The year refers to the date when the document was created. Incidentally, it can refer to a date mentioned in the document itself too.

Frequently, the VOC did not write a date at the top or bottom of the document. In these cases the Database of VOC Documents uses the year the VOC establishment shipped the documents to Batavia. As a rule, when an establishment sent copies of documents to Batavia, a covering letter to the High Government was added, the so-called hoofdbrief. In most cases, this letter is dated. When this covering letter is missing too, the document is dated with the year Batavia received the documents. As a rule, a VOC servant put this date on the accompanying register of documents (the list of contents a VOC servant used to check which documents were shipped).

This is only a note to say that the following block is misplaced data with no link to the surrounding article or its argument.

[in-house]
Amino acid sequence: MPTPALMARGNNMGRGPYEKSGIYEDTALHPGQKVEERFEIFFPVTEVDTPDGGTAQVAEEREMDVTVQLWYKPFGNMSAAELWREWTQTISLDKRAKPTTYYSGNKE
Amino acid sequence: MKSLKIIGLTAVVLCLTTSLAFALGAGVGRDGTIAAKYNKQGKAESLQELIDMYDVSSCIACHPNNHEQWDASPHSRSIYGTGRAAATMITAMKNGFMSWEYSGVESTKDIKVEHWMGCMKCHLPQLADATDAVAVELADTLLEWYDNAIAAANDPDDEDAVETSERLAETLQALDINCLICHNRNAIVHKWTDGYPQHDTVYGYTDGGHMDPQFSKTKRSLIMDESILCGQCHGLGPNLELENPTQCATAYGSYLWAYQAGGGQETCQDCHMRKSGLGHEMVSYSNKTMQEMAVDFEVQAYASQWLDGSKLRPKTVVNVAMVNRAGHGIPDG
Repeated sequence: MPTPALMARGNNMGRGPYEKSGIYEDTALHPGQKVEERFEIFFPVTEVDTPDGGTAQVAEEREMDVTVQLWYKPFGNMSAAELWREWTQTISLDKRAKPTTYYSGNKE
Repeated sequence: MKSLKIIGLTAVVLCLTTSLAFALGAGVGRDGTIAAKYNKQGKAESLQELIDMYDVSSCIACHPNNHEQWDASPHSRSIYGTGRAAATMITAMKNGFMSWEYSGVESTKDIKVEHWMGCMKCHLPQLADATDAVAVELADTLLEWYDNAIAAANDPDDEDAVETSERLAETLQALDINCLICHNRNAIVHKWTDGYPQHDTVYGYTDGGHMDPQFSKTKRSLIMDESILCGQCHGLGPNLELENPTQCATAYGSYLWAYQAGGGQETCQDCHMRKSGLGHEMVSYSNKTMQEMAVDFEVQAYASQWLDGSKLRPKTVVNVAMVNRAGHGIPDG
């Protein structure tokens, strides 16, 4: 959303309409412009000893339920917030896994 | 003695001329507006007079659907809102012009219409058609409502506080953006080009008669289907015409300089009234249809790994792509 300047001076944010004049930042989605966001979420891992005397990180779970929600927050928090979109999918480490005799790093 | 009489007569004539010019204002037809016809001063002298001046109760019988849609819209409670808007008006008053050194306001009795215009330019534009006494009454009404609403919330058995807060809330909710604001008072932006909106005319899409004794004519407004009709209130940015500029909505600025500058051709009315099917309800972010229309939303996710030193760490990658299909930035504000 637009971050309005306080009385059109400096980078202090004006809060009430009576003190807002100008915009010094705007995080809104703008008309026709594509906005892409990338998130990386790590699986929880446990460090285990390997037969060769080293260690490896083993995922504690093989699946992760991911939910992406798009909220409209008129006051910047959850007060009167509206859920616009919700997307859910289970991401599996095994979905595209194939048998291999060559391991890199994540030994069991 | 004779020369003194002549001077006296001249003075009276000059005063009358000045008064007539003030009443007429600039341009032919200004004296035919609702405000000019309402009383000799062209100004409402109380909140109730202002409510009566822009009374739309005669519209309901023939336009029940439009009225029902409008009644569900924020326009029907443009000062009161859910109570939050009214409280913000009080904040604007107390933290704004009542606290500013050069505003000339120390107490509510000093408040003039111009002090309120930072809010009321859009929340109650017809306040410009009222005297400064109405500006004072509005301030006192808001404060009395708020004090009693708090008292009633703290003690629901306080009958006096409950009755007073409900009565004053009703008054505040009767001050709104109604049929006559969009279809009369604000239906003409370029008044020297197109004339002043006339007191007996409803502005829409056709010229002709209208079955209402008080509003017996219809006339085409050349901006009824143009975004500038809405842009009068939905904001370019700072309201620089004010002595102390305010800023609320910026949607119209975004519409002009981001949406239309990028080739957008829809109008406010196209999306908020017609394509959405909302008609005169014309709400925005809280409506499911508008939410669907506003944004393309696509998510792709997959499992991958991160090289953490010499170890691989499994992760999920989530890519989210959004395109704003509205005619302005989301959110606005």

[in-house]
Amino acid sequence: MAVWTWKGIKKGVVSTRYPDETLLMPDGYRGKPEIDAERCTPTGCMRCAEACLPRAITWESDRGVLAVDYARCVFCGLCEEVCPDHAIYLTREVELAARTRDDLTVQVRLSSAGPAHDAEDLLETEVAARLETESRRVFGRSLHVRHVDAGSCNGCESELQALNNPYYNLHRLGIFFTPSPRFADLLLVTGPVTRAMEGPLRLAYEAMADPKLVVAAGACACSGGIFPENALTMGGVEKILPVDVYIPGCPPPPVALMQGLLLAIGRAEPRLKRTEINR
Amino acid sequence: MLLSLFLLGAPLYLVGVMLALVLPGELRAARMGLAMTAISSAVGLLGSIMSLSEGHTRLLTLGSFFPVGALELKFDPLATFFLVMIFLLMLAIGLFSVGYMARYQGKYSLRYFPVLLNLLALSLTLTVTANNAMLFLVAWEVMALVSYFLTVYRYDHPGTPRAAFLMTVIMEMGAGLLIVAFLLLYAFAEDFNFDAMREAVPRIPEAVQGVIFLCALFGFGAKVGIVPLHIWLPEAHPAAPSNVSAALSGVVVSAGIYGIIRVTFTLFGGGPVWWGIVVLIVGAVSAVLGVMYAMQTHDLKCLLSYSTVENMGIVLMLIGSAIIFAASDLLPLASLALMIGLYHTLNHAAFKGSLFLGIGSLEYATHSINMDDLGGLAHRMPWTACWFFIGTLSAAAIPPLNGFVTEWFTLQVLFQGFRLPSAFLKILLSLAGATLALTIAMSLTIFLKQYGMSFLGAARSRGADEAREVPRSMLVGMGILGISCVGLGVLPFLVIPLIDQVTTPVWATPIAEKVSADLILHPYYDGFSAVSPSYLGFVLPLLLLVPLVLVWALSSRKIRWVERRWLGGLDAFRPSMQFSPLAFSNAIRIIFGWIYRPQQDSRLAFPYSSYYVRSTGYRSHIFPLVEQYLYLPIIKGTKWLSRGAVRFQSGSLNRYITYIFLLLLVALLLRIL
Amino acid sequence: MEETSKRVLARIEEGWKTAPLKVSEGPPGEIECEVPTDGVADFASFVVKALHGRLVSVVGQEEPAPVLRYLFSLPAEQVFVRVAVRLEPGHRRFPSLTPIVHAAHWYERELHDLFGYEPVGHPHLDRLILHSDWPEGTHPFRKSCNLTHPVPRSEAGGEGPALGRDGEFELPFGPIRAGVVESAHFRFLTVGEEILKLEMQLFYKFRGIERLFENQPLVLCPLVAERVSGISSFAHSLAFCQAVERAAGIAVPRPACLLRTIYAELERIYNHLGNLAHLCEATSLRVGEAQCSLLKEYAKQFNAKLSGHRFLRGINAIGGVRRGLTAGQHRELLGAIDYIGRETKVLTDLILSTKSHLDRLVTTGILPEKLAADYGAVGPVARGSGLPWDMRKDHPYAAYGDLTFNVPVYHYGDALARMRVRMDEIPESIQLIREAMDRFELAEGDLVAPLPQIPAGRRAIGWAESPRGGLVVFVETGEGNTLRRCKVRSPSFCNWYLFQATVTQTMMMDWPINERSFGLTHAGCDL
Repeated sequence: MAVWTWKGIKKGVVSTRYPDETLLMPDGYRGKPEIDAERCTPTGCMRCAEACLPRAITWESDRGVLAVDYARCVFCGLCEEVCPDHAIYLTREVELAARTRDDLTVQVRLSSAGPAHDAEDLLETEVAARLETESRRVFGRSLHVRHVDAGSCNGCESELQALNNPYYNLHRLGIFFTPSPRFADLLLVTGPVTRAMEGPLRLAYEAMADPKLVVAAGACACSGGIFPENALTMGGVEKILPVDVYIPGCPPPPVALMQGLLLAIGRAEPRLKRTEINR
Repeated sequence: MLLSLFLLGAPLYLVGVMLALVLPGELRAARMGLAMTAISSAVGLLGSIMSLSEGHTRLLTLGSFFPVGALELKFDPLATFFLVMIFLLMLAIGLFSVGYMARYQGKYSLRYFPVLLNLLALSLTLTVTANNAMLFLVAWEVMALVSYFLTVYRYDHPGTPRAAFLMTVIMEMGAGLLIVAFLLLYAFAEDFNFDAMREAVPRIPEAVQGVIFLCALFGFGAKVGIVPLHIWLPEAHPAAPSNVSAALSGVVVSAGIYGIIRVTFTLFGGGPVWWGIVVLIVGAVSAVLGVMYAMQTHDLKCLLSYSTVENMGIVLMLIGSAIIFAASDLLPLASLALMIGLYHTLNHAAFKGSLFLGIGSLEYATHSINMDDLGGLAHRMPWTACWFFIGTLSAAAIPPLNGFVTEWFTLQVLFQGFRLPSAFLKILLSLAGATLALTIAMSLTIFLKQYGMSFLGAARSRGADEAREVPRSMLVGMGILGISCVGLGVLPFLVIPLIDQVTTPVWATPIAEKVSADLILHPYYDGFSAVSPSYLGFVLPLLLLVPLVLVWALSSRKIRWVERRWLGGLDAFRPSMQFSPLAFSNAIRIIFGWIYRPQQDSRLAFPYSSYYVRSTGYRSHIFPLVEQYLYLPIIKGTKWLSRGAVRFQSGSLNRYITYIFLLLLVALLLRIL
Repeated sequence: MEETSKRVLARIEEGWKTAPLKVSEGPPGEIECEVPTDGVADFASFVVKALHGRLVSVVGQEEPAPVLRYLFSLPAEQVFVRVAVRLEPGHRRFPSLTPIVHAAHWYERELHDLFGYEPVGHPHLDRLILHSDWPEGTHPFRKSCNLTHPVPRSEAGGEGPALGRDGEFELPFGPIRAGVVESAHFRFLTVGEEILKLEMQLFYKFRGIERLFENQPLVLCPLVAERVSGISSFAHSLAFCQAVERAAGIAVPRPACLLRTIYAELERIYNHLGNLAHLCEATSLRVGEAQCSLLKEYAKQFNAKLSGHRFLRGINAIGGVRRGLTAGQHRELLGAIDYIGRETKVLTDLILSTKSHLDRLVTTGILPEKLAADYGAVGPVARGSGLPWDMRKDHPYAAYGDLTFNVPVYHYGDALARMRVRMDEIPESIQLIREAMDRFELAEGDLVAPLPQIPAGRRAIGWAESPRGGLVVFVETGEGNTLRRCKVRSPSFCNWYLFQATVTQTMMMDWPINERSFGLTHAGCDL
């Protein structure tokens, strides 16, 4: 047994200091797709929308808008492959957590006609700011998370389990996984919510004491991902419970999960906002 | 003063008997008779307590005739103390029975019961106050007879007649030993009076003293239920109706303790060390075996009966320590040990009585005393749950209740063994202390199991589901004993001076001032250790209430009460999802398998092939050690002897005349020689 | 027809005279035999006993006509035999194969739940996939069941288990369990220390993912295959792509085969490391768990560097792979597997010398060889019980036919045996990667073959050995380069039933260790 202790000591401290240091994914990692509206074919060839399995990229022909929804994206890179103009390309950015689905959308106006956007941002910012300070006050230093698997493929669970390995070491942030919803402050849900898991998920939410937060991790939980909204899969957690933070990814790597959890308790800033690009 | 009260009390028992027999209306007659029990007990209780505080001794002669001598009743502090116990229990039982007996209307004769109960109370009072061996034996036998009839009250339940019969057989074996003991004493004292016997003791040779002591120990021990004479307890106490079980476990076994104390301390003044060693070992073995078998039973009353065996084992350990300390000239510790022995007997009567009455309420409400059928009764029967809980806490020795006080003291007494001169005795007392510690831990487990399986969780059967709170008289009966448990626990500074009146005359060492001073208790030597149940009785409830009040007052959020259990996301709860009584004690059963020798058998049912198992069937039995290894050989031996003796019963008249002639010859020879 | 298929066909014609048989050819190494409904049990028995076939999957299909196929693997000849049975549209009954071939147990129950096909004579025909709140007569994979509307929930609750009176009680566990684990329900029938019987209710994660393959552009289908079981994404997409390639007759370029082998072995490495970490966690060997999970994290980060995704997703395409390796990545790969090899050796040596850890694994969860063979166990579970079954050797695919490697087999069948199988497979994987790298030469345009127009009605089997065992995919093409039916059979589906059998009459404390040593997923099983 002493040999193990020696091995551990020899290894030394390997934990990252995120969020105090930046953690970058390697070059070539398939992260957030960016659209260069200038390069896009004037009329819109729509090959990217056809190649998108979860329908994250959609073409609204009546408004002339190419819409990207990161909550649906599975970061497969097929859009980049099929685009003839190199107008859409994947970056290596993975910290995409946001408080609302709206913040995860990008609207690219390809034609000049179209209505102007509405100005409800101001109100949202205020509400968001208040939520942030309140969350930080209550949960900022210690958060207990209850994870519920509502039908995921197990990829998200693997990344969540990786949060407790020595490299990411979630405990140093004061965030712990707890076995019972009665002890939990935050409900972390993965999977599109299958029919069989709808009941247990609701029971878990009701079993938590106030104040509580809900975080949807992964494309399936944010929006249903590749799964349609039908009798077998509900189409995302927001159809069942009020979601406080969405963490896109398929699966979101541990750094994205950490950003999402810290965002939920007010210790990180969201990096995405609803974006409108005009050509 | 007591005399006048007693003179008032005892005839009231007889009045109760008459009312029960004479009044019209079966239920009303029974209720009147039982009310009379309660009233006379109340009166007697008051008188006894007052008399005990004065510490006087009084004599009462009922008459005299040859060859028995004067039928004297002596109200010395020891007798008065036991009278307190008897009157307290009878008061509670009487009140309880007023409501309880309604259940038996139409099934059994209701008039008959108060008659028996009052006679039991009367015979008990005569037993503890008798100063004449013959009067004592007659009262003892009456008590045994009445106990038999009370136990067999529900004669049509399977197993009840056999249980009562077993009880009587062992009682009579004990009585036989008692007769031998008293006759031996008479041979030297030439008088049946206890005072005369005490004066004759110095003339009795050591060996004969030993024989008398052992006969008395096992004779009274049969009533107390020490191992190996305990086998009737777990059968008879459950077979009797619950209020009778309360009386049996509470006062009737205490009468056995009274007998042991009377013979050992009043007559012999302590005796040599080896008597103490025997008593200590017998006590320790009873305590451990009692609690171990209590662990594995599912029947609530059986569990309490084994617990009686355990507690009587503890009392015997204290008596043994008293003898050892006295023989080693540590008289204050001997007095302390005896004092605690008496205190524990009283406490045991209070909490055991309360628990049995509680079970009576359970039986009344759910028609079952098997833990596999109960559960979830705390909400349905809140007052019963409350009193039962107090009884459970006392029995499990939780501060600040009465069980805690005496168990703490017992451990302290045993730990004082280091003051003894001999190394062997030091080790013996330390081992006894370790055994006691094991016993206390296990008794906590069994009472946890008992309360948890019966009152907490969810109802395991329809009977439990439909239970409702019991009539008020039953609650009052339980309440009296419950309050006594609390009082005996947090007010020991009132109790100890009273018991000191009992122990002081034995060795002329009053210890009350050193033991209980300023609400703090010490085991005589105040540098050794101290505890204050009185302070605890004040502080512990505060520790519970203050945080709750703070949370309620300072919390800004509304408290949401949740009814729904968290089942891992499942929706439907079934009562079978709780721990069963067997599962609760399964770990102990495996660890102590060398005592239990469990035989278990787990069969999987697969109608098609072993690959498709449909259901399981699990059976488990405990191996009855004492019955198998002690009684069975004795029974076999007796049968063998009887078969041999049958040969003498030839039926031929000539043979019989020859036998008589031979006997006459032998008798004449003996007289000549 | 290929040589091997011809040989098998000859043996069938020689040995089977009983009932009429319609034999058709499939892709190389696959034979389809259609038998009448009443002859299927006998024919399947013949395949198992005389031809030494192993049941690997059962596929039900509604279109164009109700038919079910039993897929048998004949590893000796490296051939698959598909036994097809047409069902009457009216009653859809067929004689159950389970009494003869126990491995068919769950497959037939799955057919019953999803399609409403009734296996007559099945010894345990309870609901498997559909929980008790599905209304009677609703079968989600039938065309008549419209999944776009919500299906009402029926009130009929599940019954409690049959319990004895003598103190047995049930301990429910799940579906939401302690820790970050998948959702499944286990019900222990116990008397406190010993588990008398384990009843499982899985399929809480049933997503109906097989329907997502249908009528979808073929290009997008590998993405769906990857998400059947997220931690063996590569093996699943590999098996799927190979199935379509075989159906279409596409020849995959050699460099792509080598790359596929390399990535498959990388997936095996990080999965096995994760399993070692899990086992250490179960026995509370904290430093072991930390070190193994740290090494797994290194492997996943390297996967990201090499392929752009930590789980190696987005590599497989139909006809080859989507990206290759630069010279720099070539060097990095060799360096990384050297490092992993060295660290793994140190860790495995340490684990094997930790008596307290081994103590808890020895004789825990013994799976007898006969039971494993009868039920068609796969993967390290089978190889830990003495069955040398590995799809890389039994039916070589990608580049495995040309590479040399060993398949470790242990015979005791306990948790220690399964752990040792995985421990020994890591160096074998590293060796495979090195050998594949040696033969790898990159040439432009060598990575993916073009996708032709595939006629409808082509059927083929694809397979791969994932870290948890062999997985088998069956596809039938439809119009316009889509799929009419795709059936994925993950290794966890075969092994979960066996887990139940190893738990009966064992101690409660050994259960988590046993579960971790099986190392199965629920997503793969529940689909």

Unfortunately, it was impossible to do historical research concerning the exact moment each document was created.

When a document refers to more than one year, e.g. when a document consists of a series of resolutions or a series of journals, the document has been given the date of the oldest item. As the description of a document always includes the date the document was received in Batavia (mentioned between brackets), the researcher is able to find the document on the earliest year as well as on the most recent year.

However, when a document includes annexes of earlier years, these years have been neglected and the document has been dated by the year it was created. Nevertheless, when the year of the annexes has been mentioned in the description of the document, the year is automatically generated by the database, so a researcher can find these annexes of earlier years too.

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